Tuesday, 20 March 2007

Shirley Lawes on ‘The Dearing Languages Review

When it was first announced that Lord Dearing and Dr Lid King, National Director for Languages, had been appointed to investigate the crisis in foreign languages in schools, teachers and foreign language specialists welcomed the attention to be given to their beleaguered subject. It was no mean challenge to try to sort out the mess of government policy on foreign languages and to salvage their role as an essential element of the school curriculum.

Their recently published Languages Review is disappointing on both counts. The report seeks numerous ways of reinvigorating foreign languages, calling for ‘action to recover the situation’ and extra funding, as well as placing great emphasis on the importance of foreign language learning in the primary school. However, Dearing side-steps the real problem: in 2004 the government made foreign language learning optional at Key Stage 4 and since then numbers have fallen drastically. As a result of this policy decision, foreign language learning in English state secondary schools is in terminal decline. But, instead of proposing the reversal of the policy, Dearing prefers to recommend ‘incentives’ to schools to encourage greater participation. Only if schools don’t manage to halt the decline in numbers of pupils opting for continuing to learn a foreign language at Key Stage 4, does the report propose a return to statutory status. This is more than a missed opportunity, it is an evasion of the key issue which has the effect of legitimising the prevailing view that languages are too hard for most young people and they aren’t up to the challenge.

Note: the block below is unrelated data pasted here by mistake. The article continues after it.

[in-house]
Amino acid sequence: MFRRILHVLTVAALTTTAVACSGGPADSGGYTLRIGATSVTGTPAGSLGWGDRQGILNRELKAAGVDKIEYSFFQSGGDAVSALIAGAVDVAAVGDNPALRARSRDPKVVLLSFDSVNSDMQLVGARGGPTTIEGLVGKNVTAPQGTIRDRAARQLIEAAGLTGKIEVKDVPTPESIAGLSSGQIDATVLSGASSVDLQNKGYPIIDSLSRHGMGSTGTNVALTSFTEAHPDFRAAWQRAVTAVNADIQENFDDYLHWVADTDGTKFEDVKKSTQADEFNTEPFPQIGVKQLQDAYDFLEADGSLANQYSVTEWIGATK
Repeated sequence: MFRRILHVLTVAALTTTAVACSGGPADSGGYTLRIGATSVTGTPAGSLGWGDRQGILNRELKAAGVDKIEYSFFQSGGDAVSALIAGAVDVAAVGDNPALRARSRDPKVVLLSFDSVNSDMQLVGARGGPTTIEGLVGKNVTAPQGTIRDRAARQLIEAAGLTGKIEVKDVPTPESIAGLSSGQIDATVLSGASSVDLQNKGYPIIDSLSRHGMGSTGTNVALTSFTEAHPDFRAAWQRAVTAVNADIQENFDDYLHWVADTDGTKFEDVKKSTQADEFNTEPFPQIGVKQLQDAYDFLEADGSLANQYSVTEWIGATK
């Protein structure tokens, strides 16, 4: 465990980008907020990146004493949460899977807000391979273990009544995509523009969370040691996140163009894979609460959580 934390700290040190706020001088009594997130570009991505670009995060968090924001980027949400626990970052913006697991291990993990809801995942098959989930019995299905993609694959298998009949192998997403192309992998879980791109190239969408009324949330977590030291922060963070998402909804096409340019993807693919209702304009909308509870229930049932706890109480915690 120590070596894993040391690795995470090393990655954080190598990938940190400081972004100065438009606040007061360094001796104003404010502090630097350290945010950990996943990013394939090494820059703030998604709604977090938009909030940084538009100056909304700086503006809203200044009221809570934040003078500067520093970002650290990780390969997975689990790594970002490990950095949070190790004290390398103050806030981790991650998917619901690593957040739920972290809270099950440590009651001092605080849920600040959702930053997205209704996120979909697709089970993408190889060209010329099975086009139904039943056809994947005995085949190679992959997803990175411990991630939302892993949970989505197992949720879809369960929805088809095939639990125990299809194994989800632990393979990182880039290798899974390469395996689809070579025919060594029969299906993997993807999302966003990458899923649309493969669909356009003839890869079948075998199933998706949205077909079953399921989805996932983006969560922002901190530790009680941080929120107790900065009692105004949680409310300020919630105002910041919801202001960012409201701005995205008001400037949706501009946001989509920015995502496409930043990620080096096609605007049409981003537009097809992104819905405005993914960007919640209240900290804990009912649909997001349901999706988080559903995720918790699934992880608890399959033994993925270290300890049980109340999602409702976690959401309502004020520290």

The Languages Review notes that the fall in numbers of pupils taking foreign languages at Key Stage 4 is closely linked to social class. He is right, since 2004 schools with higher levels of pupils from relatively deprived backgrounds were first in the queue to abandon compulsory status in 2004. The message went out to schools and young people: that foreign language learning was not for the working class, and as a result they opted out.

Dearing’s attempts to address this issue will only make the problem worse. Instead of defending foreign language learning as part of what should be a good education for all, he recommends that in order to encourage pupils to continue with languages after Year 9, schools should be looking at alternative accreditation to GCSE. He suggests a curriculum development that reflects what has already been introduced in science, that is, ‘alternatives which suit the different requirements of young people depending on their aspirations and aptitude (for science)’. For foreign languages, this means the abandonment of any meaningful learning that sees foreign language as a gateway to universal culture, in favour of formalising a ‘get by’ curriculum for the majority. It will be left to the independent sector, where the study of languages continues to be compulsory to GCSE level, to take foreign language study seriously. Already 30% of undergraduates come from outside the state sector. Foreign language learning is once again becoming an 'elitist' subject area.

The Dearing Languages Review as a whole reflects the prevailing preoccupation with the functional foreign language learning for vocational reasons. Despite a number of individual recommendations that one wouldn’t argue with, like funded immersion courses, trips abroad, and a review of the GCSE exam syllabus, the report offers an impoverished view of what foreign languages could contribute throughout every young person’s education.

The Dearing Languages Review, published on 12 March 2007, is available at: http://www.teachernet.gov.uk/teachingandlearning/subjects/languages/languagesreview/